Why Do I Need a Trust if I Have a Will?

We often hear the same questions from numerous clients: “Why do I need a trust if I have a will? Isn’t a will enough?” The short answer is usually “no.”

In some states, a will is sufficient to protect a person’s assets from probate and estate taxes. However, in California, this is not the case for most people. Here in California, if a person dies with only a will, his or her will must still be probated, which means that the will is submitted to the court and the assets are subjected to a very long and expensive process. In fact, this probate process is the same process used for persons who die without any will or trust. There are some exceptions to probating a person’s will, but they are few and far between.

Instead, most people need a revocable living trust. A revocable living trust is somewhat more complex than a will; for instance, once a revocable living trust is created, most of the creator’s (also known as the “settlor” or “trustor”) assets must be re-titled in the name of the trust. However, a revocable living trust protects the person’s assets from certain taxes, directs the trustee of the trust to distribute the assets in accordance with the settlor’s expressed wishes, and, unlike a will, avoids the often expensive and always time-consuming process of probate.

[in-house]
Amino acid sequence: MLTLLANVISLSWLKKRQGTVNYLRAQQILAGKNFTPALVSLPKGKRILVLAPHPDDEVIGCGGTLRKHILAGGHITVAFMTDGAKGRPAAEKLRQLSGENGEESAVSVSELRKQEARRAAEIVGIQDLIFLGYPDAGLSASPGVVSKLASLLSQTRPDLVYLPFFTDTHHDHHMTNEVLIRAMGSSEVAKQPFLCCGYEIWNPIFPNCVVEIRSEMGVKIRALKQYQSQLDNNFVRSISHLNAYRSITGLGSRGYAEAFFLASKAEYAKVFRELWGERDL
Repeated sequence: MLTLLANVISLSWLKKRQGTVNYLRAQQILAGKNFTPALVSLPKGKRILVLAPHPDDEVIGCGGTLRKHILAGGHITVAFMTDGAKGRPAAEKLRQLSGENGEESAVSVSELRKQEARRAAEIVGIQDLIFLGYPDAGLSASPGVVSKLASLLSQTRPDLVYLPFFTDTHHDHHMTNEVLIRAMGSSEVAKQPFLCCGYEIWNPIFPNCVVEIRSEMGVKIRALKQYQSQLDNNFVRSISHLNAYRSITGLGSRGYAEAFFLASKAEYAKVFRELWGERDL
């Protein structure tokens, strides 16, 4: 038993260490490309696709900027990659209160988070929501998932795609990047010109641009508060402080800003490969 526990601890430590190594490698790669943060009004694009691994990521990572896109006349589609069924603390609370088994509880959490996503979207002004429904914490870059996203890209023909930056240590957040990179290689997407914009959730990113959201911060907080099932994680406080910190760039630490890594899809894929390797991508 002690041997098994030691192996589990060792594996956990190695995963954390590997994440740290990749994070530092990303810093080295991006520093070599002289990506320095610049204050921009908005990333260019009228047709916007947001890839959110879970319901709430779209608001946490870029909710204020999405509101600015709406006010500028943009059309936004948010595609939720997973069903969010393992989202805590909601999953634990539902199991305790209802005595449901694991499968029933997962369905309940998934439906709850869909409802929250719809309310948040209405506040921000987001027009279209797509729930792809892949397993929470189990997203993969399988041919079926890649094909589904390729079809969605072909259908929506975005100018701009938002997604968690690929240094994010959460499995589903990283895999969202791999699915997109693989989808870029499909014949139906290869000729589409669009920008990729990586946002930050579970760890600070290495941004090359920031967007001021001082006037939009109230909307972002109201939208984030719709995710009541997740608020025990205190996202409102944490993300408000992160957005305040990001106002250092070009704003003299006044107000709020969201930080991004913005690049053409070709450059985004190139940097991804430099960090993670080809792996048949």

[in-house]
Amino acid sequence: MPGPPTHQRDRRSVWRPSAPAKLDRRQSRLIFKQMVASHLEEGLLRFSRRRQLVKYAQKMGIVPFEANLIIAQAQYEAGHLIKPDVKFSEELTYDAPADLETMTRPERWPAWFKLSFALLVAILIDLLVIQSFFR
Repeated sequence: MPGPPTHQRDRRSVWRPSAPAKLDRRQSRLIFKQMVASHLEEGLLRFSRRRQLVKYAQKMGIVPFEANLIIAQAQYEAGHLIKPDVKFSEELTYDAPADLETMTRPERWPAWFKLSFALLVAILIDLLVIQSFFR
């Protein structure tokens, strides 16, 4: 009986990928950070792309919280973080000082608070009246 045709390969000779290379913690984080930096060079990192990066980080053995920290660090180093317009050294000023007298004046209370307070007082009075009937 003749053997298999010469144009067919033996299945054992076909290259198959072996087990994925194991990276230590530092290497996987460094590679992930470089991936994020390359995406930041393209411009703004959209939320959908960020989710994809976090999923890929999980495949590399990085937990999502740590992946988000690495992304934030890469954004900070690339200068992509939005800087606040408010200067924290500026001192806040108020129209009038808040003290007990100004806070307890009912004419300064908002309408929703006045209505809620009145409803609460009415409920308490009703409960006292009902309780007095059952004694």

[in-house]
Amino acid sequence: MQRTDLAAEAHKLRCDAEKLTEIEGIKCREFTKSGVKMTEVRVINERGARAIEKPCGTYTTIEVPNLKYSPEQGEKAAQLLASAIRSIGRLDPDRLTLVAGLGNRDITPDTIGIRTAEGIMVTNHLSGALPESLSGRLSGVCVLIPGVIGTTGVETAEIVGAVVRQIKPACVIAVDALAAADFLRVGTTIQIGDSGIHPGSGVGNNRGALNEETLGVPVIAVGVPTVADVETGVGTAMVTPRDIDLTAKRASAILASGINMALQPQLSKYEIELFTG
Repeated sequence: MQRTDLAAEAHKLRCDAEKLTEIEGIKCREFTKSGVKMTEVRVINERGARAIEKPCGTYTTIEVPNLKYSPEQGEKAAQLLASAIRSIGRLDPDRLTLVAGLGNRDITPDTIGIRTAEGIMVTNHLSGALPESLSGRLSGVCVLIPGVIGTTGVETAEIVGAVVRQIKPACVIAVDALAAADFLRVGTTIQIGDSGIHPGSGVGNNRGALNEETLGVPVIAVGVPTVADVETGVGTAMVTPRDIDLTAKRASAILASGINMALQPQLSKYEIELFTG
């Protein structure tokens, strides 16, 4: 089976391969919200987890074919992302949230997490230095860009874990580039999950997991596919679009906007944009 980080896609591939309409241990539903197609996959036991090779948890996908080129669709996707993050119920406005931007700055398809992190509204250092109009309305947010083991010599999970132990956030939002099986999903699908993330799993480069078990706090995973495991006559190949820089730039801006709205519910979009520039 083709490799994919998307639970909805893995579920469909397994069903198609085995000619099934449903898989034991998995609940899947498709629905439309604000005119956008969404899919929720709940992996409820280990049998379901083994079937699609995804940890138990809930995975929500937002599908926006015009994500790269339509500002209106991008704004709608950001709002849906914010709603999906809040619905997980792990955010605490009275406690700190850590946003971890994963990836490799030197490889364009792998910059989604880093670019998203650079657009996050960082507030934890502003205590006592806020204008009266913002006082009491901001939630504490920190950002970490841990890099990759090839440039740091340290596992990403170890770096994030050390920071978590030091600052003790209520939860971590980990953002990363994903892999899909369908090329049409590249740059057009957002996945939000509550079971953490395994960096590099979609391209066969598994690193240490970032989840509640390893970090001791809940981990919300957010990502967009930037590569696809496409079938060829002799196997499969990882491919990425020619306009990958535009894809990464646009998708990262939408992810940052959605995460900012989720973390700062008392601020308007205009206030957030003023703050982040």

When a revocable living trust is created, other accompanying documents are also created, including a “pour-over” will. The pour-over will allows assets left out of a person’s revocable living trust upon his or her death to be “poured” into the trust. We highly recommend that the settlor of a revocable living trust transfer all of his or her assets (with some exception) into his or her trust, but the “pour-over” will serves as a back-up plan.

[Disclaimer: The materials contained on this website have been authored or gathered by the Law Offices of Stuart D. Zimring, and are intended for informational purposes only. It is not intended to be and is not considered to be legal advice. Transmission is not intended to create and receipt does not establish an attorney-client relationship.]